It was an appropriate ending to the season for a Jackson team that has been lighting up the Southern League this year, and doing so as a total team effort. Tyler O’Neill (rightfully) grabs the headlines, but the tandem of Benji Gonzalez and Tim Lopes have been reliable hitters while playing an excellent shortstop and second base, respectively; Ian Miller has been an absolute menace on the basepaths while cutting his strikeout numbers in half from last year; Adam Law, a recent signing who had never hit a home run before joining the Generals, came through with a clutch home run in the postseason; and the entire pitching staff, including guys who had been pitching in indy ball the month before, came together to fill the hole left by major league promotions and keep the slumping second-half offense in games. The Generals are a promise that the farm system isn’t as barren as it may seem, and a testament to Dipoto’s ability to wring useful baseball players out of the most unlikely of stones. It’s no coincidence that Andy McKay spent so much time around that franchise this year; they embody the motto of #PeopleAndProcess. Here’s hoping that a lot of the Jackson guys are in Tacoma next year, and those of us in the Seattle area have the privilege of watching them in person. Thanks for a great year, Generals.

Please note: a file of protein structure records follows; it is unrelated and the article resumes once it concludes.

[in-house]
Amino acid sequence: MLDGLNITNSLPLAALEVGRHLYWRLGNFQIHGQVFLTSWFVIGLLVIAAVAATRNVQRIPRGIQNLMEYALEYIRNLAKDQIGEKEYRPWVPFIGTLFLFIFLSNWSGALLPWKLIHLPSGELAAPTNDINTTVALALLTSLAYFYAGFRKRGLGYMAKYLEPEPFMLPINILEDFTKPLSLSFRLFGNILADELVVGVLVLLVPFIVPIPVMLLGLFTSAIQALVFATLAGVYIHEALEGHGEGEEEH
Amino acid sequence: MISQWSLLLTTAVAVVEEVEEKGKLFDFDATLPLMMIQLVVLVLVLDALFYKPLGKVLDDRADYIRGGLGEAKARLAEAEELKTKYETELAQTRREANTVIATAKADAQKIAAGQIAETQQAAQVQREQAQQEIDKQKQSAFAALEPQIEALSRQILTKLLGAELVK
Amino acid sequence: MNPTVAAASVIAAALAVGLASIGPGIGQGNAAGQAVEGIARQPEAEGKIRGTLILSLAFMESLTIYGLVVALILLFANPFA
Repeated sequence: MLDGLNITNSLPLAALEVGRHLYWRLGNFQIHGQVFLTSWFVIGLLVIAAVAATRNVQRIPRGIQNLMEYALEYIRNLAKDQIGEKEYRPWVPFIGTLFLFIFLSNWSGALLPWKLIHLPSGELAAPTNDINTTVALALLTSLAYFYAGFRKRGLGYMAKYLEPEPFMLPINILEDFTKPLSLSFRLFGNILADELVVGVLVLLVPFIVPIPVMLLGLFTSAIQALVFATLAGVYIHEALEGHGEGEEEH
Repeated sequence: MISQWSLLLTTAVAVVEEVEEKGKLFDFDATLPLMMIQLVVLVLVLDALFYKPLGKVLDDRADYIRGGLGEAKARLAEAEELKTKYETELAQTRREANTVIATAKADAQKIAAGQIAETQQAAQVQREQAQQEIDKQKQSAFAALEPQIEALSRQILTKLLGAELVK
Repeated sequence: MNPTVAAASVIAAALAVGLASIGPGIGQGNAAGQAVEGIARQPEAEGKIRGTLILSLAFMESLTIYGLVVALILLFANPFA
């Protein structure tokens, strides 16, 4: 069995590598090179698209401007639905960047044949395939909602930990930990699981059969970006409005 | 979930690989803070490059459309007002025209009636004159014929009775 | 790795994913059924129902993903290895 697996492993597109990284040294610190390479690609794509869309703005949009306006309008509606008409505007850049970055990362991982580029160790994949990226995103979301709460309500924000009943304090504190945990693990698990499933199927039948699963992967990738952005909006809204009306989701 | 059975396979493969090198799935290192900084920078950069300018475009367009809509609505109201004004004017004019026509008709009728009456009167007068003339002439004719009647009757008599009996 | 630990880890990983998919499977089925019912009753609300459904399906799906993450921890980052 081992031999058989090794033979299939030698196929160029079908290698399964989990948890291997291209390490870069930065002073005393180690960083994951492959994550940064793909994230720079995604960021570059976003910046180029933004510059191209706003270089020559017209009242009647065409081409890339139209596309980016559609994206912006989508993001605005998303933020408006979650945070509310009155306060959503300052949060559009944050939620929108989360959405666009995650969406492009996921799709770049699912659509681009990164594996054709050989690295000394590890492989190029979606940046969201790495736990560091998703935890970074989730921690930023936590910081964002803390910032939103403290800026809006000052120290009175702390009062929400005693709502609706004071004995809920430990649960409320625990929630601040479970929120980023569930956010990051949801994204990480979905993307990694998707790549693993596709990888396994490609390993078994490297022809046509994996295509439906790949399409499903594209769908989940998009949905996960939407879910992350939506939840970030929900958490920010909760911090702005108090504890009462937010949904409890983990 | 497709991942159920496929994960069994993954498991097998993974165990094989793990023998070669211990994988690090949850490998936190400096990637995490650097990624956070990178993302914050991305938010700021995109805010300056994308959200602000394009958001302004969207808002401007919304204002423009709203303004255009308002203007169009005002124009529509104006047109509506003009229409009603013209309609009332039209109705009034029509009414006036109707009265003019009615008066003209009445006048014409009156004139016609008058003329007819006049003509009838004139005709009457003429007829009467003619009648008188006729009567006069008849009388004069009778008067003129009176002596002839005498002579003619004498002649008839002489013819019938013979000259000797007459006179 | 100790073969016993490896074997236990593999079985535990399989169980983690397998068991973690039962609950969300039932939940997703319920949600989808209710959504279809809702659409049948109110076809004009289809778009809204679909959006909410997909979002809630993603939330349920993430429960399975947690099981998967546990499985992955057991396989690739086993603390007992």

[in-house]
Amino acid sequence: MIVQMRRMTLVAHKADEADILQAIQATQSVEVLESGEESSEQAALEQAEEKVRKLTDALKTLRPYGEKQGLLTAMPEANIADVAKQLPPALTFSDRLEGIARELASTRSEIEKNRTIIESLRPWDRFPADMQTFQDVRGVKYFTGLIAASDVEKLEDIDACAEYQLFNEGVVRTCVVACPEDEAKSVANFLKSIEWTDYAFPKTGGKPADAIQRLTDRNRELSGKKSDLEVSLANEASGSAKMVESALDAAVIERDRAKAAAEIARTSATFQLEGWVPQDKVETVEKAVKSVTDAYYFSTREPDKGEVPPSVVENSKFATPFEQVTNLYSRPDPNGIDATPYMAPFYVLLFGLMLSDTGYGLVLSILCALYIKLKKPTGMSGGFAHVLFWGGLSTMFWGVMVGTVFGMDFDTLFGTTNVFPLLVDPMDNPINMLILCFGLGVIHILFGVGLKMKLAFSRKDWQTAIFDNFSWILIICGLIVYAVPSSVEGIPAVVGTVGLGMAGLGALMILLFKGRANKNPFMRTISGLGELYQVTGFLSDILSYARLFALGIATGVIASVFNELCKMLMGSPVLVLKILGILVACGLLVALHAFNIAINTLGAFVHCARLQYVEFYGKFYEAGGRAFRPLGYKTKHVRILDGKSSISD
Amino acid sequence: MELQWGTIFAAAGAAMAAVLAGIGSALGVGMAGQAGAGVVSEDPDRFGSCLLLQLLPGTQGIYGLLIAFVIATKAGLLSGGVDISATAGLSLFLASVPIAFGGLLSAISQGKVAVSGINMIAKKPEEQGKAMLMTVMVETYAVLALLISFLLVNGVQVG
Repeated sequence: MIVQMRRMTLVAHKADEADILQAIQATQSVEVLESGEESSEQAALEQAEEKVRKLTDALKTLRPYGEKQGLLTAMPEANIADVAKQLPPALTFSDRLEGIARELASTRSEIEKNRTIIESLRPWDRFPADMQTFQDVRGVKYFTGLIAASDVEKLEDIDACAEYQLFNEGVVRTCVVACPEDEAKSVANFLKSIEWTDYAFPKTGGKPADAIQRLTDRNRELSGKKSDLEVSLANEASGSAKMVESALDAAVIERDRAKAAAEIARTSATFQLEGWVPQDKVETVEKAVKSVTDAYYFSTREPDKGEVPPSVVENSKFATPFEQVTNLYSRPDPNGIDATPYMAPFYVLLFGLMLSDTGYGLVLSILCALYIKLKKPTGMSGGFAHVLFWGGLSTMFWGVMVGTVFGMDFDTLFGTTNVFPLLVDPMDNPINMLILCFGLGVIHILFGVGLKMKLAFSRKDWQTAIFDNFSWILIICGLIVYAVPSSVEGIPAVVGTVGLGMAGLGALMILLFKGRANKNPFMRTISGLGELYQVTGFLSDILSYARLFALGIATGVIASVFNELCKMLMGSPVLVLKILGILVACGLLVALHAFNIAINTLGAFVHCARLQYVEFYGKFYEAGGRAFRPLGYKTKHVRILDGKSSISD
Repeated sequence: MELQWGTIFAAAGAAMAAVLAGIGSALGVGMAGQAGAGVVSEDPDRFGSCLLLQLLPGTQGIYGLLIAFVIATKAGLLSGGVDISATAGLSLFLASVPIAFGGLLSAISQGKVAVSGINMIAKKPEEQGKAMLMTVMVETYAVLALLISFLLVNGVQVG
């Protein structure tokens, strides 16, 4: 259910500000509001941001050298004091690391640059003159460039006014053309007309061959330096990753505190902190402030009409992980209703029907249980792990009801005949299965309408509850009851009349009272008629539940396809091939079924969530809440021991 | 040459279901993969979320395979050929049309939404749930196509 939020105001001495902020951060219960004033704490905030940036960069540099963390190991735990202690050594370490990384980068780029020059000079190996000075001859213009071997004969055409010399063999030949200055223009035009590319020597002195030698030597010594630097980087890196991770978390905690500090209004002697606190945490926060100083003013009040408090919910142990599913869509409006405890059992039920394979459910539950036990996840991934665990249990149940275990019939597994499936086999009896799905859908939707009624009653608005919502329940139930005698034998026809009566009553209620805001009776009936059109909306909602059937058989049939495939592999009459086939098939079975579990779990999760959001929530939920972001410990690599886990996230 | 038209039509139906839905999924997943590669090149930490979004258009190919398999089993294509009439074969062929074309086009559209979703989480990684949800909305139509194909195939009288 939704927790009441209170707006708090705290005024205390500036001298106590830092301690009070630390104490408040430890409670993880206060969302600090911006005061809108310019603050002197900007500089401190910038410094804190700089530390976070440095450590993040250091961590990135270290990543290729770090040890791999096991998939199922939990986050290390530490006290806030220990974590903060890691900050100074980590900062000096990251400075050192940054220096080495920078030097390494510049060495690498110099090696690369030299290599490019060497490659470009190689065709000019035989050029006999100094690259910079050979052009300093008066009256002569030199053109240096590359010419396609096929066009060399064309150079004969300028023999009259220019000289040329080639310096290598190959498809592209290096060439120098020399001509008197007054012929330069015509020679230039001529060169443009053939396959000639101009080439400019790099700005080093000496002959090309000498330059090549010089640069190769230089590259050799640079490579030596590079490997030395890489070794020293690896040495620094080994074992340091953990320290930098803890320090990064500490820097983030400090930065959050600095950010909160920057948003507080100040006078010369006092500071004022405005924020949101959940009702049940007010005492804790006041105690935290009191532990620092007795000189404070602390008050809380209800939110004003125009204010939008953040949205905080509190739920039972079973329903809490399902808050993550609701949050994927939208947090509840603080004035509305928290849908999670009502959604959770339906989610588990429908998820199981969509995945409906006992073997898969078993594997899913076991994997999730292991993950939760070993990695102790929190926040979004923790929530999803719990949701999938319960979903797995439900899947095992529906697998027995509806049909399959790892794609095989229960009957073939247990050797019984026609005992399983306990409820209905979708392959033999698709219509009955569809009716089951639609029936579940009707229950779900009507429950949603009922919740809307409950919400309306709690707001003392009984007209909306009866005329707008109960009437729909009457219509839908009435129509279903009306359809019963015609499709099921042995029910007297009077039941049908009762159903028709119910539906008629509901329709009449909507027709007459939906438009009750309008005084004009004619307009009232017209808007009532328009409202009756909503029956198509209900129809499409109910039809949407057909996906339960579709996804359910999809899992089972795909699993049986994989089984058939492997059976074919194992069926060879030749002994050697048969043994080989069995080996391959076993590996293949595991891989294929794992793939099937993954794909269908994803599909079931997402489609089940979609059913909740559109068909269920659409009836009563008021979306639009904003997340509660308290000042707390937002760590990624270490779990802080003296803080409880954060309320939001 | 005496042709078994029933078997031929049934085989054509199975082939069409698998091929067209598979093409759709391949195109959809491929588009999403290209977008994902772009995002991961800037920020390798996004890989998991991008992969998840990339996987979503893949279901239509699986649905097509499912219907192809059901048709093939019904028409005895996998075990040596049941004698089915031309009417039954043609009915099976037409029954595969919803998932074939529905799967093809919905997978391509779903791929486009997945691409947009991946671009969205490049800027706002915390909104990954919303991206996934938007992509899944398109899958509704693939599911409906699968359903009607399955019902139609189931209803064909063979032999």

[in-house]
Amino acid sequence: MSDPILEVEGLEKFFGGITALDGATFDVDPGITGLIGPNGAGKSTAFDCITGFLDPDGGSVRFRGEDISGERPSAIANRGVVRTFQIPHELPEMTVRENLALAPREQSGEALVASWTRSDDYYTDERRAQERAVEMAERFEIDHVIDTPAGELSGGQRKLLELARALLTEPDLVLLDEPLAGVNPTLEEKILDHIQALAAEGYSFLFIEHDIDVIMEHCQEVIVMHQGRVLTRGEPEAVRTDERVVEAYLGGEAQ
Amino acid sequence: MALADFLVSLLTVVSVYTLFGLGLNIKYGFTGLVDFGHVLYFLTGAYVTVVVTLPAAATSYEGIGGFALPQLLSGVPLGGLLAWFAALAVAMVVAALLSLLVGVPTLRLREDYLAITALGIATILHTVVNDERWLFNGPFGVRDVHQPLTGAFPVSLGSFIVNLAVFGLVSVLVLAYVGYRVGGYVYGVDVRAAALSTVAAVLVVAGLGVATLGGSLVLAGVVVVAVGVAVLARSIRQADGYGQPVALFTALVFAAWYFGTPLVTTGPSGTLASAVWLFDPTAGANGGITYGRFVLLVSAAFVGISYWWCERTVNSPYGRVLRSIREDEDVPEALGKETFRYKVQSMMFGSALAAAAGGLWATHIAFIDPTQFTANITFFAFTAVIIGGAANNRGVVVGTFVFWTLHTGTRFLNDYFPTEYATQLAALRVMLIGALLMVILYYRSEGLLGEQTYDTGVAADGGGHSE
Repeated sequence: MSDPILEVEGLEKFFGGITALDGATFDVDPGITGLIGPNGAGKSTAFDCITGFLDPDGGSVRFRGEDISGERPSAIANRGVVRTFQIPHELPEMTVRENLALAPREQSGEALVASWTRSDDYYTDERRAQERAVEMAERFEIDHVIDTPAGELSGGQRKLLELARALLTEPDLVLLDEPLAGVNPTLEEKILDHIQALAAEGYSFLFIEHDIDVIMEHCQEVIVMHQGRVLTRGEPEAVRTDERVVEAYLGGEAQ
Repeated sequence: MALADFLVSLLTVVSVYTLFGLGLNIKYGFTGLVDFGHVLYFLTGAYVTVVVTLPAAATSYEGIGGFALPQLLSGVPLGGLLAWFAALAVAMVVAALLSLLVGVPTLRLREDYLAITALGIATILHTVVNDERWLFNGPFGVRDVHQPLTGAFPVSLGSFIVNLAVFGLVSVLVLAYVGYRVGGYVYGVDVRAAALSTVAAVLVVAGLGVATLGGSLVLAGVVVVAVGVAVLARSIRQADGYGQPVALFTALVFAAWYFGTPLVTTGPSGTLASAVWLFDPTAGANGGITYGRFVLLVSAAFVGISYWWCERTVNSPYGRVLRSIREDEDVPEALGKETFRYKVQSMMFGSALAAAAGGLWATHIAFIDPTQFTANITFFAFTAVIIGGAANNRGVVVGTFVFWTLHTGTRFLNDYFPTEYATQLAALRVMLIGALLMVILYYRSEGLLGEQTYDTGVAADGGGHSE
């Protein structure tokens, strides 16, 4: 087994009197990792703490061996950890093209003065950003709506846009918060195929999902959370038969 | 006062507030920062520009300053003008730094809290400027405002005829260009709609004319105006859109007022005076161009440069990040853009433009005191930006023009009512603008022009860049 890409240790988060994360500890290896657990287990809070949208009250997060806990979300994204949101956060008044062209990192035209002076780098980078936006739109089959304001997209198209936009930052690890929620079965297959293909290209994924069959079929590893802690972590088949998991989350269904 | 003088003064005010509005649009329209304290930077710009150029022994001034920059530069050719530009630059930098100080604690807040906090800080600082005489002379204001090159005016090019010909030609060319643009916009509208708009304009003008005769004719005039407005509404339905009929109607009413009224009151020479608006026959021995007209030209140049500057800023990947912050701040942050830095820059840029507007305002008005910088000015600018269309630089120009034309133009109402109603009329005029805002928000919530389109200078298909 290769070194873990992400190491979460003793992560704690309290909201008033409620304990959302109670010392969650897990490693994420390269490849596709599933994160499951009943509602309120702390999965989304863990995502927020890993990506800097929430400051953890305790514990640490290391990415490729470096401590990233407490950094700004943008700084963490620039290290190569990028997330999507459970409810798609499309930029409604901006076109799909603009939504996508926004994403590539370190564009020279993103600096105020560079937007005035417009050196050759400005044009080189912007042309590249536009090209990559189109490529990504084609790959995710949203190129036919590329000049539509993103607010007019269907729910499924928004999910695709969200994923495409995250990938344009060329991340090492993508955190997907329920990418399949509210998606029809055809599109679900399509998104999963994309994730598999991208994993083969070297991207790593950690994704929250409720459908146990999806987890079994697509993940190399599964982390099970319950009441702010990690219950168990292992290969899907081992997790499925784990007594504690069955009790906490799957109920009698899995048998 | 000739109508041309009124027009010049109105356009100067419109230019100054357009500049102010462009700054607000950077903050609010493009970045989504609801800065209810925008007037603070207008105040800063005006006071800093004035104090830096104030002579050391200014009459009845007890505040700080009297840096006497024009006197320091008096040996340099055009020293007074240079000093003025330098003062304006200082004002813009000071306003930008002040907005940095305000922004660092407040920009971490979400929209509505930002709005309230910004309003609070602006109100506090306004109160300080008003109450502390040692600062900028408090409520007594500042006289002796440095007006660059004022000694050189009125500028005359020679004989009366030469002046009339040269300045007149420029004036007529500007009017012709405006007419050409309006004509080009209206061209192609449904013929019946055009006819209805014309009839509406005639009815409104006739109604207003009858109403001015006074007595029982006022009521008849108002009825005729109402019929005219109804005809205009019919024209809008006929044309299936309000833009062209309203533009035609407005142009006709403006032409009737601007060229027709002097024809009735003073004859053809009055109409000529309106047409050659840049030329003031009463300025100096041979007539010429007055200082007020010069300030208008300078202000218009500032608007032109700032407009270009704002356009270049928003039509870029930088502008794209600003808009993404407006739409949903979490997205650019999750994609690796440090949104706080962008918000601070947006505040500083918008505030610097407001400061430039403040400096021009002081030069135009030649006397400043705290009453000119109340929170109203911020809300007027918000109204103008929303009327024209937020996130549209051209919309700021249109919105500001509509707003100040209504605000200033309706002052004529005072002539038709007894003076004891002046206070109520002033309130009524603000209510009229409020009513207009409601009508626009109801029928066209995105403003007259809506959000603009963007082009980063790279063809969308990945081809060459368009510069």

Great Lakes Loons 4 - Clinton LumberKings 0
Series tied, 1-1
The LumberKings struggled to get much of anything going in Game Two of the Midwest League Championship, falling to the Great Lakes Loons in woeful fashion, 4-0. With the loss, the best-of-five series is now tied. Clinton won Game One on Wednesday night, 16-6.
Pablo Lopez got the start for the LumberKings and surrendered two runs in 5.2 innings. Lopez struck out five and really only struggled in the third inning, when he surrendered two runs on three hits, two walks, and a wild pitch. With the LumberKings’ offense rendered completely powerless, however, the inning was enough to saddle him with the loss.
Ronald Dominguez and Nick Wells tossed scoreless innings out of the bullpen. Marvin Gorgas gave up the other two runs in his 1.2-inning appearance.
The offense was a sad state of affairs, as the LumberKings only managed to scrape out three hits and a walk on the night. Loons reliever Leo Crawford proved to be the toughest presence, striking out eight over five innings of one-hit ball. It was not exactly a C the Z kind of night (1 BB, 14 K) for Clinton.
Now, the two teams will take a day off for travel. Game Three will be played Saturday night at 6:05 pm CT. Clinton will spend the rest of the series on the road. Kevin Gadea is scheduled to pitch for the LumberKings.